Estate planning is not limited to providing for your affairs after your death. Unexpected health problems may leave you unable to manage your affairs during your lifetime. In such cases, a court may name a conservator for your person or estate unless you have provided for such appointments in advance through a document such as a durable power of attorney.
A properly executed conservatorship can protect your interests from unscrupulous relatives or other third parties who might try and take advantage of your situation. A recent California case illustrates how the law governing conservatorships can apply in a given situation. In this particular case, a woman voluntarily asked a court to appoint a conservator, then later opposed attempts by hostile family members to keep the conservatorship going.
Lund v. Lund
Michelle Lund, a granddaughter of the late Walt Disney, suffered a ruptured brain aneurysm in 2009. She required surgery, extended hospitalization and several months of intense rehabilitation. During her recovery, Lund suffered from severe memory impairment. She later said in court she “could not hold a thought for more than 20 seconds.”
Due to this cognitive impairment, Lund asked a probate court to appoint conservators for her person and estate. She named a longtime friend as conservator for her person (someone to make healthcare decisions for her) and two longtime family financial advisers to manage her assets.
At the conclusion of her rehab, a neuropsychologist found that while Lund continued to struggle with memory problems, her “high level problem solving or executive functions” remained intact. The doctor said Lund’s long-term memory handicap was manageable through various therapeutic techniques.
Based on this diagnosis, the probate court agreed to Lund’s request to terminate the two conservatorships. Lund’s father and stepmother disagreed with this decision and subsequently filed their own petition seeking a new conservatorship solely over Lund’s estate. Michelle Lund previously revoked a power of attorney naming her father, William Lund, as agent to make healthcare decisions for her. And during the prior conservatorship, Lund’s conservators prevented William Lund and his wife from seeing Michelle or interfering with her affairs.
William and Sherry Lund argued in court that Michelle was under the undue influence of various “handlers” keeping her from her family. Michelle Lund and other witnesses testified that her relationship with her father was negative even before her aneurysm. And while Michelle Lund admitted she was not completely aware of the state her finances, she noted that as the beneficiary of several Disney family trusts-worth hundreds of millions of dollars-she had more income than she “spends or needs” and relied on people she trusted to manage her affairs.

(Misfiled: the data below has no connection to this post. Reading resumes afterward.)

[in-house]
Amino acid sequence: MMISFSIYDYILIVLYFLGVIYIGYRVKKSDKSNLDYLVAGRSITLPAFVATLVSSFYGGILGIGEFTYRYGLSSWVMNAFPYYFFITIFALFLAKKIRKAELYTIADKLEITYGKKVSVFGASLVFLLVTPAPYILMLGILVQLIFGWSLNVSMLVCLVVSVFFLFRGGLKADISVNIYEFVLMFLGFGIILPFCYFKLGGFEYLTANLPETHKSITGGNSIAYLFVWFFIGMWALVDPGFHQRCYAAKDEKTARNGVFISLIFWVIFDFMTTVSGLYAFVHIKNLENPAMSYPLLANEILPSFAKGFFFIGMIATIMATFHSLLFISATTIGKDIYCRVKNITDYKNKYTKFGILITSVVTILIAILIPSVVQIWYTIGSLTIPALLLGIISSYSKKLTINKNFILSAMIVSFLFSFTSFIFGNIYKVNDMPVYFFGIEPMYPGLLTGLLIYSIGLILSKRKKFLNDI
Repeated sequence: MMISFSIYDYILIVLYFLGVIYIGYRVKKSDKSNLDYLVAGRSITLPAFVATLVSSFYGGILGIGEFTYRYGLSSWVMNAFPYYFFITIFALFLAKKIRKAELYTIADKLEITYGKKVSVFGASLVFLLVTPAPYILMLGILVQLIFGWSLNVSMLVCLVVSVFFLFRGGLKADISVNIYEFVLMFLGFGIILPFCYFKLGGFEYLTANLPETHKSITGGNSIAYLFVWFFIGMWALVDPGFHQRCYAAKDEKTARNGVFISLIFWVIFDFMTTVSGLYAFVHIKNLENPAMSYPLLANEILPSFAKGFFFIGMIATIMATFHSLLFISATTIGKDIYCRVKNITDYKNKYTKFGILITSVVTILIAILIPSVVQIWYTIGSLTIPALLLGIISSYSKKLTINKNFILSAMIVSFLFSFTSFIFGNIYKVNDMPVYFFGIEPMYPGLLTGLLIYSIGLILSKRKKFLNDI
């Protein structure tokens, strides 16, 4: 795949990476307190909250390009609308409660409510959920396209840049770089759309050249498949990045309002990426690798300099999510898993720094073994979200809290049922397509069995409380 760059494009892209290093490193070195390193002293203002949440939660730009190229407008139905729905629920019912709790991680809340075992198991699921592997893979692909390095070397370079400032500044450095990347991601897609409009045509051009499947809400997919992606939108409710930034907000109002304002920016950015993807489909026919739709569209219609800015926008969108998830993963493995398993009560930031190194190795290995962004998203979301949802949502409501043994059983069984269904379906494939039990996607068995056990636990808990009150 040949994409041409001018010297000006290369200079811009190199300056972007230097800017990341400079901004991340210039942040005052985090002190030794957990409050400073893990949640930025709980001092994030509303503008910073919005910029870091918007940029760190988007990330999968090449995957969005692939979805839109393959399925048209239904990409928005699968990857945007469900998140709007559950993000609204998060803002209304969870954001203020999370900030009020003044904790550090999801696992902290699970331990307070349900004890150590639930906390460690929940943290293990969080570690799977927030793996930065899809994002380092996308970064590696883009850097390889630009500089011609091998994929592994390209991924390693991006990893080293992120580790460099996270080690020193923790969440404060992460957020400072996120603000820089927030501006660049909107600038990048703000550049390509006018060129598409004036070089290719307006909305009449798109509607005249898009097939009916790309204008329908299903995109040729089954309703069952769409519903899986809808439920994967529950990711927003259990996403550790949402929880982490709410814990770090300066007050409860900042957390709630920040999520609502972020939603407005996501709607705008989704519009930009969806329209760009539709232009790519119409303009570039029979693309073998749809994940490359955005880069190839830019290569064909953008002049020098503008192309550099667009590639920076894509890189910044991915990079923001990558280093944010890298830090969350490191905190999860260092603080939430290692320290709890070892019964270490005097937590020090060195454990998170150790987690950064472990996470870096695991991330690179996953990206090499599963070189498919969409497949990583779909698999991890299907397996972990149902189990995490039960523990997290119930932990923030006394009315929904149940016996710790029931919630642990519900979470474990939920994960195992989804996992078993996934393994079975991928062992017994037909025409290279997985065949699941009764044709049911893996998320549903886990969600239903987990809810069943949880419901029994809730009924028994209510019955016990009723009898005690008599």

The trial court ultimately rejected William and Sherry Lund’s petition for a new conservatorship and the Court of Appeals affirmed. The appellate court noted that California law imposes a “heightened burden of proof” to establish an involuntary conservatorship. There is a legally rebuttable presumption that Michelle Lund has the capacity to make her own decisions. The burden was on her father and stepmother to prove she was unable to do so or resist the “undue influence” of others over her. As noted above, the only provable mental defect Lund suffered from was memory impairment, which her physician testified could be managed. Accordingly, the trial court and appeals court agreed there was insufficient evidence to warrant a new conservatorship.
Who Will Manage Your Affairs?
This type of case emphasizes the importance of making provisions in your estate plan for cases of extended disability. This includes nominating persons to oversee your personal healthcare decisions as well as your finances. In many situations, these need not be the same persons. As always, you should work with an experienced San Diego estate planning attorney who can advise you of all your options. Contact the Law Office of Scott C. Soday today if you have any questions.